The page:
The IRS has issued proposed regulations under Sec. 704(c) that provide that the Sec. 704(c) anti-abuse rule takes into account the tax liabilities of both the partners in a partnership and certain direct and indirect owners of such partners. The proposed regulations further provide that a Sec. 704(c) allocation method cannot be used to achieve tax results inconsistent with the intent of subchapter K of the Code.
In the wake of the Enron Corporation meltdown, the Joint Committee on Taxation produced The Report of Investigation of Enron Corporation and Related Entities Regarding Federal Tax and Compensation Issues, and Policy Recommendations (JCS-3-03), February 2003 (Enron Report). Based on its findings, the Joint Committee made recommendations for both legislative and regulatory changes in the area of partnership taxation. One of the Enron Report’s recommendations was to strengthen the anti-abuse rule (Regs. Sec. 1.704-3(a)(10)) with respect to “partnership allocations for property contributed to a partnership, especially in the case of partners that are members of the same consolidated group to ensure that the allocation rules are not used to obtain unwarranted tax benefits.”
The IRS has implemented the Joint Committee’s recommendation by issuing proposed regulations (which will be effective when published as final regulations) that clarify certain aspects of the anti-abuse rule. Under the anti-abuse rule, an allocation method (or combination of methods) is not reasonable if the contribution of property and the corresponding allocation of tax items with respect to the property are made with a view to shifting the tax consequences of built-in gain or loss among the partners in a manner that substantially reduces the present value of the partners’ aggregate tax liability. According to the Service, a substantial reduction in the present value of an indirect partner’s tax liability must be considered when analyzing the reasonableness of an allocation method because allowing a partnership to adopt a tax-advantaged allocation method under which the tax advantages accrue to an indirect partner rather than a direct partner would be inconsistent with the purposes of Sec. 704(c).
Therefore, the proposed regulations amend Regs. Sec. 1.704-3(a)(10) to provide that, for purposes of applying the anti-abuse rule, the tax effect of an allocation method (or combination of methods) on both direct and indirect partners is considered. An indirect partner is defined as any direct or indirect owner of a partnership, S corporation, or controlled foreign corporation (CFC), or direct or indirect beneficiary of a trust or estate that is a partner in the partnership, and any consolidated group of which the partner in the partnership is a member.
However, an owner of a CFC is treated as an indirect partner only with respect to the allocation of items that (1) enter into the computation of a U.S. shareholder’s inclusion under Sec. 951(a) with respect to the CFC, (2) enter into any person’s income attributable to a U.S. shareholder’s inclusion under Sec. 951(a) with respect to the CFC, or (3) would enter into the computations described in (1) or (2) if such items were allocated to the CFC.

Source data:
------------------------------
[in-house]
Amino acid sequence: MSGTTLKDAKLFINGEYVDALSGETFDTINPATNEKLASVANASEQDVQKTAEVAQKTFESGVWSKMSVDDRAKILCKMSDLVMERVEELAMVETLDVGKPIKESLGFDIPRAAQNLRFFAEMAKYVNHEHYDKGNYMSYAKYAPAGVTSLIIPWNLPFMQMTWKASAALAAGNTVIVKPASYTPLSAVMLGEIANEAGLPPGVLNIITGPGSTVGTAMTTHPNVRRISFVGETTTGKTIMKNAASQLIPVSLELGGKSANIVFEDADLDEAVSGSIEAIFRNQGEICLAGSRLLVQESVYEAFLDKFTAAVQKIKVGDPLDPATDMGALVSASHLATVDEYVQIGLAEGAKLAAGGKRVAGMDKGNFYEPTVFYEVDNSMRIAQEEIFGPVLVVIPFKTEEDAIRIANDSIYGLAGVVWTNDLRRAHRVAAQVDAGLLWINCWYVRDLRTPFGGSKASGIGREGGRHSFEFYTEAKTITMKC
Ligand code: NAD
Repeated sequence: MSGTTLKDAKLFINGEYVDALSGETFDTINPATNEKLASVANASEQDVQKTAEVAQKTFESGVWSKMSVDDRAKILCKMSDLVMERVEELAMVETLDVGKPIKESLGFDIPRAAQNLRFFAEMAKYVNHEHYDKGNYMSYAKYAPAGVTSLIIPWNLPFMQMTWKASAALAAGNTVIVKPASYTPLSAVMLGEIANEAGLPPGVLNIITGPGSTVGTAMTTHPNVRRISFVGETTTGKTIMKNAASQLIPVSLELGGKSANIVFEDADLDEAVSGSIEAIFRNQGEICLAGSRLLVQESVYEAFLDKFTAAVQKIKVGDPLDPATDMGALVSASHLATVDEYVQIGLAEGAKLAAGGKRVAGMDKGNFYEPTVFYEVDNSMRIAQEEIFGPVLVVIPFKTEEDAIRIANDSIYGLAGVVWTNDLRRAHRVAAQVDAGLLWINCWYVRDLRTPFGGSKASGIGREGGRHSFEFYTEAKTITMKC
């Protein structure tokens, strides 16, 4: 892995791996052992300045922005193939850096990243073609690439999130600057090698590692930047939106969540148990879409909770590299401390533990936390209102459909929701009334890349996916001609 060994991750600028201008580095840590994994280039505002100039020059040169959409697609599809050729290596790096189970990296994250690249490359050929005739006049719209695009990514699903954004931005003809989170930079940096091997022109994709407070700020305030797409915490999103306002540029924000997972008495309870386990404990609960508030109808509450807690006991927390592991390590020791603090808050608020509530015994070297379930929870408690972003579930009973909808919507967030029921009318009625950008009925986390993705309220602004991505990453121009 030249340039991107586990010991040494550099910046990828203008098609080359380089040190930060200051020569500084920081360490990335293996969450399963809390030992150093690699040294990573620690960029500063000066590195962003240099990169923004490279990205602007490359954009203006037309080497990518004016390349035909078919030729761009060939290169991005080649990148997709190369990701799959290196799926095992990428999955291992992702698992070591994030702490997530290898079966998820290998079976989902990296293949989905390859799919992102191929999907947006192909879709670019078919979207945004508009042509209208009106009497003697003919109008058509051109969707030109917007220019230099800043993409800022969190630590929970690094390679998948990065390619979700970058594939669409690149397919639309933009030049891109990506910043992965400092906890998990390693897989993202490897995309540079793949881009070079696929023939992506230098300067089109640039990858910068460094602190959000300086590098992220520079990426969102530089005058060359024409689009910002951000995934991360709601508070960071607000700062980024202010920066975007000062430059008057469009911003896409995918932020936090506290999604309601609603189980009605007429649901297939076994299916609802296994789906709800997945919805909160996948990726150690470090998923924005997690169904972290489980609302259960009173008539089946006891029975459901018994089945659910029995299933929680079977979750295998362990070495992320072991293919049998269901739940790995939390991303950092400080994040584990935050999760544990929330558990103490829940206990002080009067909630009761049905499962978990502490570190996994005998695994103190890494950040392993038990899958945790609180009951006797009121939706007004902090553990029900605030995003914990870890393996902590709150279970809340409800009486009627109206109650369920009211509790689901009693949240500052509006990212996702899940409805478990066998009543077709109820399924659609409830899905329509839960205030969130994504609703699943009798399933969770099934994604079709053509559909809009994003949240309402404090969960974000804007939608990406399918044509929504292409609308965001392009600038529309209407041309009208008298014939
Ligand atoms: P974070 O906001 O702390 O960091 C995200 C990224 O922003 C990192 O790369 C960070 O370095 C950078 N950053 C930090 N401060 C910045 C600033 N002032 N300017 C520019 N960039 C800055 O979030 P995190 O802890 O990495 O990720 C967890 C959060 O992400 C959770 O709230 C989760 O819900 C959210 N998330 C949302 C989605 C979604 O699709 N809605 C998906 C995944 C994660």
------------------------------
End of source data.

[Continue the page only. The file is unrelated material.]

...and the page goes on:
The proposed regulations also provide that the principles of Sec. 704(c), together with the allocation methods described in Regs. Secs. 1.704-3(b), (c), and (d), apply only with respect to the contributions that are otherwise respected. Thus, even though a transaction may satisfy the literal words of Sec. 704(c) and the regulations, the IRS may recast a transaction to avoid tax results that are inconsistent with the intent of subchapter K. The proposed regulations also state that one factor that may be relevant in determining whether a contribution of property should be recast is the use of the remedial method, in which allocations of remedial items of income, gain, loss, or deduction are made to one partner and allocations of offsetting remedial items are made to a related partner.
The proposed changes to Regs. Sec. 1.704-3 are intended to prevent related parties from using the Sec. 704(c) partnership allocation rules to shift basis among assets. Several of Enron’s structured transactions relied on these rules to shift basis to assets that would be depreciated or sold in order to maximize depreciation deductions or minimize taxable gain on sale. The tax benefits of these transactions depended on the application of the rules requiring allocation of tax attributes associated with contributed assets and the rules that allow basis to be shifted to partnership assets when the partnership makes distributions. These transactions included the use of tax-free corporate liquidations to generate tax deductions without any economic outlay.
While recommending in the Enron Report that the allocation anti-abuse regulations be strengthened, the Joint Committee stated that it believed that the existing version of these regulations precluded the tax benefits the basis-shifting transactions were purported to generate. However, the IRS never had the chance to test the efficacy of the existing regulations in the Enron case, and the actual effect that these proposed regulations will have, if finalized, is also open to question.